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Rewire your brain to keep New Year's resolutions

January 4, 2013 5:19:13 PM PST
Keeping your New Year's resolutions involves developing good, new habits and ditching the bad old ones.

Staying on track can be hard, but doctors say there are only a few things you need to do to change your habits.

We make those New Year's resolutions and often break them in the first few weeks. So why it is so hard to break a bad habit, whether it's eating junk food, not exercising or being late? Well, blame your brain.

"Many of the same brain circuits involved in bad habits are also involved in addiction. The same automatic way you throw your dirty socks on the floor are similar to when you take a cigarette out and light it up before you even know what you're doing," said Dr. Michael Beauchamp, UTHealth Neuroscientist.

And here's where your bad habits lie -- deep inside your brain.

"The inner part of the brain, the basal ganglia, this is where all that automatic stuff takes place," said Dr. Beauchamp.

So the secret to turning a bad habit into a good habit is repetition. Weeks and weeks of repetition.

"You have to have baby steps, you have to have targets and you have to move slowly in that direction," Dr. Prashant Gajwani, UTHealth Psychiatrist.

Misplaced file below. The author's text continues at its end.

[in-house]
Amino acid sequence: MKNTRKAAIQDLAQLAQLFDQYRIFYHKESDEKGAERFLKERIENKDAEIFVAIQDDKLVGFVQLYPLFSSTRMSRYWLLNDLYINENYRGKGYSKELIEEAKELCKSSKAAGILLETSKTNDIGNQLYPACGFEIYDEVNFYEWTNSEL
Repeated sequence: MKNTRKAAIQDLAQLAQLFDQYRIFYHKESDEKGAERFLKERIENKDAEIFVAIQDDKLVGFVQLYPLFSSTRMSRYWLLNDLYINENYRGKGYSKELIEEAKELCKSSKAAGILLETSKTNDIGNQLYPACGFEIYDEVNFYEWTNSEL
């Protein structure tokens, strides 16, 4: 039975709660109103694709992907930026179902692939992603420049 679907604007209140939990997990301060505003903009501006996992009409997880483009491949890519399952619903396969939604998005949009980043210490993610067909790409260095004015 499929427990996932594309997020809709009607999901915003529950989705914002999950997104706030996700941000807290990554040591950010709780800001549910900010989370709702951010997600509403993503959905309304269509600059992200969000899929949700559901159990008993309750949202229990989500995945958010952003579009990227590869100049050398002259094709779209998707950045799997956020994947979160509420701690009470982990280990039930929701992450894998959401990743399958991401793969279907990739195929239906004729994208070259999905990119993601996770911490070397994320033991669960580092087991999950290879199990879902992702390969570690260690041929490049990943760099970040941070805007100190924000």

If your goal is to be more organized -- like mine is -- here's what the expert suggests: Make it easy to be more organized. At home put a hamper where dirty clothes tend to end up on the floor. With papers, don't stack them up but sort through a few each day.

What about something you hate like doing taxes?

"You can break it down into steps, like this weekend I will get all the receipts together. Next weekend I will call up my brother-in-law the accountant and see what he thinks we should do," said Dr. Beauchamp.

"I would work out two to three days a week and I thought in my mind I was working out four to five days," Dr. Gajwani.

He now uses a phone app to track his exercise and calories. And they repeat, the key is repetition.

"If you do it the bad old way just once that will undo a lot of the progress you made toward rewiring your brain to do it the right way," Dr. Beauchamp said.

Good luck and Happy New Year!

Our experts say you not only have to repeat the good habit, but make it as easy as possible on yourself or you'll fall back into your bad habit. So if you're fighting junk food, leave apples out on the counter. And let yourself run out of the chips or ice cream that you really wanted.
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